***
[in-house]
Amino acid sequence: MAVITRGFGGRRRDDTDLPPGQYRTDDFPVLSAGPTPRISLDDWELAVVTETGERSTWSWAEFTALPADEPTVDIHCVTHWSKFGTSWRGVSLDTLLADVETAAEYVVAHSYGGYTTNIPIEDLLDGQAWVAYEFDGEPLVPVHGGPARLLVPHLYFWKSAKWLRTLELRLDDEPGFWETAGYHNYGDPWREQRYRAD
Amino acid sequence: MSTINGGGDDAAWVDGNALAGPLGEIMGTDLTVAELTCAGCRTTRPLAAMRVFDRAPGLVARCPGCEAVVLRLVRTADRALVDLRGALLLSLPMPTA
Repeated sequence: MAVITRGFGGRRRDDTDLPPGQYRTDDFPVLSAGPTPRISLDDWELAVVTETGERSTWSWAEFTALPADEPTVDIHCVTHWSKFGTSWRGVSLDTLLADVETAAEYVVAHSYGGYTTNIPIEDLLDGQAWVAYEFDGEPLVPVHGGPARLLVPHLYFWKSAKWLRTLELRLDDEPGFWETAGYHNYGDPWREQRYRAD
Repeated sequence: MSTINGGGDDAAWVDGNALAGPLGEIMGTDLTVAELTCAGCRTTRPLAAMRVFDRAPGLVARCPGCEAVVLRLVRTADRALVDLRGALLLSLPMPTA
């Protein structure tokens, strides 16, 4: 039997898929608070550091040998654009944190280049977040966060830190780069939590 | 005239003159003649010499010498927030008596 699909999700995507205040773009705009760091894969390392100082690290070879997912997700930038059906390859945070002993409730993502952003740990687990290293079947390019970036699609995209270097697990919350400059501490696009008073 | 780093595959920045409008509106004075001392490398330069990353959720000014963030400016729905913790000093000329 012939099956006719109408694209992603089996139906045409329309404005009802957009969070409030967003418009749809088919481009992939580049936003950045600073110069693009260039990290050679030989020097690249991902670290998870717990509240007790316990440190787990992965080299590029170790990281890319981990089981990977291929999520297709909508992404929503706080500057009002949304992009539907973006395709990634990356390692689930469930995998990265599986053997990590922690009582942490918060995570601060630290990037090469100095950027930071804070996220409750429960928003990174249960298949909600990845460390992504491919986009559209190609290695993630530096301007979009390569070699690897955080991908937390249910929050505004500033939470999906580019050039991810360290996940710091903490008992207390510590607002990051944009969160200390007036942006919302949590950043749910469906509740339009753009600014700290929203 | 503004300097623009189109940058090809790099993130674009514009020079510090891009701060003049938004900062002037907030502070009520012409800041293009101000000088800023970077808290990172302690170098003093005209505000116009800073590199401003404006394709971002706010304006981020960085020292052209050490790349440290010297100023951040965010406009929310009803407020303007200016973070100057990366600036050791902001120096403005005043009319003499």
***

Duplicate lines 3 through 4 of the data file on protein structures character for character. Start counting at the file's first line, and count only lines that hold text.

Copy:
Amino acid sequence: MSTINGGGDDAAWVDGNALAGPLGEIMGTDLTVAELTCAGCRTTRPLAAMRVFDRAPGLVARCPGCEAVVLRLVRTADRALVDLRGALLLSLPMPTA
Repeated sequence: MAVITRGFGGRRRDDTDLPPGQYRTDDFPVLSAGPTPRISLDDWELAVVTETGERSTWSWAEFTALPADEPTVDIHCVTHWSKFGTSWRGVSLDTLLADVETAAEYVVAHSYGGYTTNIPIEDLLDGQAWVAYEFDGEPLVPVHGGPARLLVPHLYFWKSAKWLRTLELRLDDEPGFWETAGYHNYGDPWREQRYRAD